Linked by Thom Holwerda on Tue 22nd May 2012 09:51 UTC
In the News "Over half of PC users worldwide have admitted to using pirate software last year, according to a study by the trade group Business Software Alliance. BSA's ninth annual Global Software Piracy Study has shown a sharp increase in software piracy, especially among emerging economies. In the UK, more than one in four programs users installed in 2011 were unlicensed." If people decide en masse not to adhere to a law, said law is worth about as much as the paper it's written on. Laws become functional not because of the Queen's signature, but because the people decide to adhere to it. It's becoming ever clearer that as far as digital goods go, the law is not functional - for better or worse.
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Comment by Alex Hitech
by Alex Hitech on Tue 22nd May 2012 11:51 UTC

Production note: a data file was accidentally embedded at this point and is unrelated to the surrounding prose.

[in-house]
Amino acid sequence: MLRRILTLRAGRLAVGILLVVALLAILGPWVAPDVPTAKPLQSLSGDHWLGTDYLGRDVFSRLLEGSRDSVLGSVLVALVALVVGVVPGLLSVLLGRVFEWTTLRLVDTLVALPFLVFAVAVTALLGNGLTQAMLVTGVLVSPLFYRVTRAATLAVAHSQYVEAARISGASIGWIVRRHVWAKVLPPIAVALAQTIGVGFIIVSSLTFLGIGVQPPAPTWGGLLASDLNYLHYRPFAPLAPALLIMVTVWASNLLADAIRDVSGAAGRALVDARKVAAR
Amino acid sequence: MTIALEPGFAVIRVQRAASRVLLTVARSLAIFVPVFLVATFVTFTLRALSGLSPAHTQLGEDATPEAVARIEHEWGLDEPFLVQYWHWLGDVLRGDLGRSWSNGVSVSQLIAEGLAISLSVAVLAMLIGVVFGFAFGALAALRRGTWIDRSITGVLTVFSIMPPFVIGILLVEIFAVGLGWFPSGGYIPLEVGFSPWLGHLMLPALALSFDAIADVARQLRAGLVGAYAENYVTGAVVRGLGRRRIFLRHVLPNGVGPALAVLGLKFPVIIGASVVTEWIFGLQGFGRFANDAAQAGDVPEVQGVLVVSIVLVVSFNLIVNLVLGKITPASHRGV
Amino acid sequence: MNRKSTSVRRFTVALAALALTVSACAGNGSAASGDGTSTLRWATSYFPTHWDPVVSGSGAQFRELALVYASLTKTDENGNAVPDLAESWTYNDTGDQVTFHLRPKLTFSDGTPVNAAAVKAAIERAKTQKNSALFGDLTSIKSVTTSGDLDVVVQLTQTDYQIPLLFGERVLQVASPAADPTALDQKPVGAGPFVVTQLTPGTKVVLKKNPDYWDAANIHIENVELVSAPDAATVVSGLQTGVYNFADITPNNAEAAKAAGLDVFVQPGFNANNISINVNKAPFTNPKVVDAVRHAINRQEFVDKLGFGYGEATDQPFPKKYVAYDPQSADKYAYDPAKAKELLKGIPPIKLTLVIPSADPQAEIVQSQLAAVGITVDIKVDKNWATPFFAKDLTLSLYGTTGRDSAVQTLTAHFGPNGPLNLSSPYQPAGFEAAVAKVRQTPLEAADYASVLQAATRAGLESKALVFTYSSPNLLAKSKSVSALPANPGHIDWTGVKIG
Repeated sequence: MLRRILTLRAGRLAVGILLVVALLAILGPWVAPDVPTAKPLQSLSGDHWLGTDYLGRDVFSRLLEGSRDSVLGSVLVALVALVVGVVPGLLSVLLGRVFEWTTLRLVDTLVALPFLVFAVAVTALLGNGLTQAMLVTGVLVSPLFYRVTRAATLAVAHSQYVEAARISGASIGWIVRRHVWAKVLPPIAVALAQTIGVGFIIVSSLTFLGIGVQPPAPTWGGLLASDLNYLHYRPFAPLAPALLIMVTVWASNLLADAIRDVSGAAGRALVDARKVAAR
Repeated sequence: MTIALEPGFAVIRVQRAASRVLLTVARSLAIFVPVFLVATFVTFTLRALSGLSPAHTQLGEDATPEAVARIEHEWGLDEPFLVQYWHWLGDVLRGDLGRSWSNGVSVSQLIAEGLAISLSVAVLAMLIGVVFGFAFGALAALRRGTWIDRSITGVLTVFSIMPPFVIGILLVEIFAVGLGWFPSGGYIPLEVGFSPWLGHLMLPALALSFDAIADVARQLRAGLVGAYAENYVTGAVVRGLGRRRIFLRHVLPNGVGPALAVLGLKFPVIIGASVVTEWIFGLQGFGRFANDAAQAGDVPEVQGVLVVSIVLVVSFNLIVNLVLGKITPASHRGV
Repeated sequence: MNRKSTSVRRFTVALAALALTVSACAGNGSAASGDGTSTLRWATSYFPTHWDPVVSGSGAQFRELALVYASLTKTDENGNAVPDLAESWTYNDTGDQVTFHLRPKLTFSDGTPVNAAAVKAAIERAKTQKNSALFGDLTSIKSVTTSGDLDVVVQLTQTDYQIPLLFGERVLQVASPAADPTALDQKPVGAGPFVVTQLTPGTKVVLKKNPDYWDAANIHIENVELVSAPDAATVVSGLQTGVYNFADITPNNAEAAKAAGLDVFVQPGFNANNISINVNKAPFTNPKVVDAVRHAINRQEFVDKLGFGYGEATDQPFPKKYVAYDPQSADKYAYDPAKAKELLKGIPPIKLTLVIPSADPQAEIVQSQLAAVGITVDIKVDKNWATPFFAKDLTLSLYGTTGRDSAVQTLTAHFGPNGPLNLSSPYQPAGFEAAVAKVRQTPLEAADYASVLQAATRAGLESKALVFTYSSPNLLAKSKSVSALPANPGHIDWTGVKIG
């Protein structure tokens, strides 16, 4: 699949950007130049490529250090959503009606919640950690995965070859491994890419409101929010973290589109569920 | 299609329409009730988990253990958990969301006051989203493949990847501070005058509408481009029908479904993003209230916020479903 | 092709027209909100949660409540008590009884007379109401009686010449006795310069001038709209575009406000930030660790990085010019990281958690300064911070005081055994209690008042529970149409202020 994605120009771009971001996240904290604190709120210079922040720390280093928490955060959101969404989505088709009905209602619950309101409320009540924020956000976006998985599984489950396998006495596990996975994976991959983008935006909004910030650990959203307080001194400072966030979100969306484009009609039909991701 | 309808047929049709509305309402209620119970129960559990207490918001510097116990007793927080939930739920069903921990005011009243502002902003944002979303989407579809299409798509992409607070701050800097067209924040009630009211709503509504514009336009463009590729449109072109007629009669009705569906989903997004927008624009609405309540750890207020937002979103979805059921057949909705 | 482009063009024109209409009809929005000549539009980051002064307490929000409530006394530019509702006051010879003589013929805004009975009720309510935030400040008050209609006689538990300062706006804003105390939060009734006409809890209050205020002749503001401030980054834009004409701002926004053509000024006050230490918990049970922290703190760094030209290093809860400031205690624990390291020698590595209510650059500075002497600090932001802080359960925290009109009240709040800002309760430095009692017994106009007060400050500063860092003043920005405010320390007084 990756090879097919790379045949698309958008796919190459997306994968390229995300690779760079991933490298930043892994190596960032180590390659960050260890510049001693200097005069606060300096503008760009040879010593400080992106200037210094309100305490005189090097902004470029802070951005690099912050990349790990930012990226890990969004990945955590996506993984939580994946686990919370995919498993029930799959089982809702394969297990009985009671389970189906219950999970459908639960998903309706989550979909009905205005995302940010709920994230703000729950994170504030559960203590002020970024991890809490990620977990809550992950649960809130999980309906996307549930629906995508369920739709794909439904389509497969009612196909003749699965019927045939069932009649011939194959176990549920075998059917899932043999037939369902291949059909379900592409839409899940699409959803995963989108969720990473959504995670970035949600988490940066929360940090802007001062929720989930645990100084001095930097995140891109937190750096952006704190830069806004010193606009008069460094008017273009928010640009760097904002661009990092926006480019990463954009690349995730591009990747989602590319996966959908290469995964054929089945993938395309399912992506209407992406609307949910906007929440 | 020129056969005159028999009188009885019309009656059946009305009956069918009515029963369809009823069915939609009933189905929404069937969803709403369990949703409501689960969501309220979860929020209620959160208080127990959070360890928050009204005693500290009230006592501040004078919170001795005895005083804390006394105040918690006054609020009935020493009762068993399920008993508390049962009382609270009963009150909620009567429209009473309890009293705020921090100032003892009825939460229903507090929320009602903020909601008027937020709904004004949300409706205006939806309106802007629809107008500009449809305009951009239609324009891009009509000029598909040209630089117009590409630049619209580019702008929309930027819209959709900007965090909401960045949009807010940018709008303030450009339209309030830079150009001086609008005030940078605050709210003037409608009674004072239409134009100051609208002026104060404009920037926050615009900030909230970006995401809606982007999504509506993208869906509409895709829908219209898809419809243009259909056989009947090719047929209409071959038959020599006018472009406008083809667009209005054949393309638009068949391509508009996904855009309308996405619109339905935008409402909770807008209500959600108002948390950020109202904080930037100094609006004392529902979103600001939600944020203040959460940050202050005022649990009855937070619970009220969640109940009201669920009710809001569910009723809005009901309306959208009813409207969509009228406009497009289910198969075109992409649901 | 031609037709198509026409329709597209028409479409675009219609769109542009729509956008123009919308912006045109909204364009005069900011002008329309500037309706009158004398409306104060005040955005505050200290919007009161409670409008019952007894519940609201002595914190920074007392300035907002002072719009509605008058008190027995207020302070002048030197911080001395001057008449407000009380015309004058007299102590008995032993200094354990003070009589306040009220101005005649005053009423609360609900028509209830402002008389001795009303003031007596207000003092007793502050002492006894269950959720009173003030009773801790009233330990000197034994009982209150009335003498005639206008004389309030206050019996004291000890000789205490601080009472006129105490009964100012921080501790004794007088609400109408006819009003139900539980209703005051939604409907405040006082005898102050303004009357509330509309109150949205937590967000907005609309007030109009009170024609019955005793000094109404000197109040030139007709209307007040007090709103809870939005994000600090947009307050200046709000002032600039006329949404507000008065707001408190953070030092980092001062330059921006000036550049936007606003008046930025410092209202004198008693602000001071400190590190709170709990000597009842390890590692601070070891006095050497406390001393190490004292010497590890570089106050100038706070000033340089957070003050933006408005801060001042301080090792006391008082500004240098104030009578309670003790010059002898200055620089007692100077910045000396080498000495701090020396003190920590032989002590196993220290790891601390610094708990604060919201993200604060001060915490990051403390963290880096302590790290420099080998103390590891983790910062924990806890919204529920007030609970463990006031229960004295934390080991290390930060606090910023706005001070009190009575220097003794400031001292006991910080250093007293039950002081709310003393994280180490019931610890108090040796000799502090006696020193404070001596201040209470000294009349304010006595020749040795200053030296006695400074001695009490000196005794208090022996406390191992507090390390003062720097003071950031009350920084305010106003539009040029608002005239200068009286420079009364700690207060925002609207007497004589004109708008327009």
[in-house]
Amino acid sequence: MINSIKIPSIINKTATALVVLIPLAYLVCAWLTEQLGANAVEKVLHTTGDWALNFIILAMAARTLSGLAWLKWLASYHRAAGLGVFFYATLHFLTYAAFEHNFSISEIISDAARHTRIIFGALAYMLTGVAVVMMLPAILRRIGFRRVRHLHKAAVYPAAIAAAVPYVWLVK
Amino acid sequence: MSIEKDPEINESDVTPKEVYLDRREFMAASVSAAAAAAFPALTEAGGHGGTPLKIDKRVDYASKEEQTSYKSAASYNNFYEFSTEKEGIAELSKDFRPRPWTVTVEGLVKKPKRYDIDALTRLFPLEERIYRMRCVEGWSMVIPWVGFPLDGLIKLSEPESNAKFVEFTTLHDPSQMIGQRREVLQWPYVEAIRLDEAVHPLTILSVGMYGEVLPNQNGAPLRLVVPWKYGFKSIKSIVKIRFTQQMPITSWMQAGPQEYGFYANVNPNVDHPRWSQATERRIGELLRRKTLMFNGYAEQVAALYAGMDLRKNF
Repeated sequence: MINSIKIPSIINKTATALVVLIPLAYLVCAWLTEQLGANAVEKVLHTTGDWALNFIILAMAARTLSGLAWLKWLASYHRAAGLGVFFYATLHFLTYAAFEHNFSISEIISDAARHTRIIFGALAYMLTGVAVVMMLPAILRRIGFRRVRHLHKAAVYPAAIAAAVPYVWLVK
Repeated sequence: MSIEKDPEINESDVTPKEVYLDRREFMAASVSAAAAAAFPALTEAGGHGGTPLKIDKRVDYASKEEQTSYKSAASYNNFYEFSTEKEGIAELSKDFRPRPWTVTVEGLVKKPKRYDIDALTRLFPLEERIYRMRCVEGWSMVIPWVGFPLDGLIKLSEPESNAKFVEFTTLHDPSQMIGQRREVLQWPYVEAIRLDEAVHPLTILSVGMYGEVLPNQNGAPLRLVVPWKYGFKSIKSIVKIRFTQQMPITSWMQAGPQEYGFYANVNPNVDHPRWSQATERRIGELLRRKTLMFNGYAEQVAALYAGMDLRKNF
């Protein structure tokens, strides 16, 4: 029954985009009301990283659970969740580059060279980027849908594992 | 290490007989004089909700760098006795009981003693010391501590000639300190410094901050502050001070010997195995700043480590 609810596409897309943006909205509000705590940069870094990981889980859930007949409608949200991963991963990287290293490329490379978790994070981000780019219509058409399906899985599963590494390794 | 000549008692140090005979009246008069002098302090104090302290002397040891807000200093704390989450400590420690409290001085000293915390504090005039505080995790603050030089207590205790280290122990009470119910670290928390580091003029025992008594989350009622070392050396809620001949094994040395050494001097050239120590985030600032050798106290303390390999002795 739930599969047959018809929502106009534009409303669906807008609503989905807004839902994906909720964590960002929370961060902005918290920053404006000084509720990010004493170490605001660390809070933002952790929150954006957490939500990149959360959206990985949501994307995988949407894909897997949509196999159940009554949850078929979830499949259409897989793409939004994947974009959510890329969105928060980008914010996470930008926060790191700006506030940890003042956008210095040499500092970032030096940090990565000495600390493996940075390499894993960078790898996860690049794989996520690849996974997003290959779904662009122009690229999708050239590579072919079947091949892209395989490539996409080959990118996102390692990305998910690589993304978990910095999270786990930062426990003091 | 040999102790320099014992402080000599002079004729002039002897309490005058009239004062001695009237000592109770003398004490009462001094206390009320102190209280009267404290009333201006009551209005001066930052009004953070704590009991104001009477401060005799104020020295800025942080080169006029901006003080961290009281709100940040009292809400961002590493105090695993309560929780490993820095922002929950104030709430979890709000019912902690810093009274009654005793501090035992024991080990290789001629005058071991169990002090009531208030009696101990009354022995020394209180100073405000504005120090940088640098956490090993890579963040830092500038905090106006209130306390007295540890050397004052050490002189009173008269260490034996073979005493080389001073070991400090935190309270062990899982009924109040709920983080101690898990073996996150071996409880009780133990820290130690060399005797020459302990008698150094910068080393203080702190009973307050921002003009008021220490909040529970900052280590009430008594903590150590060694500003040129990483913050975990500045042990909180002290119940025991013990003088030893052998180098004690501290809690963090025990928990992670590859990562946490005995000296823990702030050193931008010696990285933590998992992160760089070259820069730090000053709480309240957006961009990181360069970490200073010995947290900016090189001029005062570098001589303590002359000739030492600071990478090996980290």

Alex Hitech
Member since:
2005-12-29

Laws become functional not because of the Queen's signature, but because the people decide to adhere to it.

This is both true and not. Laws obligate people to act in certain ways, since otherwise the order will be gone, and anarchy would rule the world. Therefore, laws are usually prohibitive, forbidding citizens from some activity. And yes, this is good, since it equals citizens - well, at least it should, - and leaves them more time to spend on other, legal activities.

However, since laws are prohibitive, people always will be unhappy with them. No matter how good or bad the law will, there always will be someone not happy. Even if the next law will cease all other laws, allowing citizens to do what they like to, there will be many people (including myself) who will rightfully claim this situation leaves them unprotected.

Overall, laws are good. If they don't suit, they can be changed - in legal ways. But while a law is in action, citizens absolutely must adhere to it.

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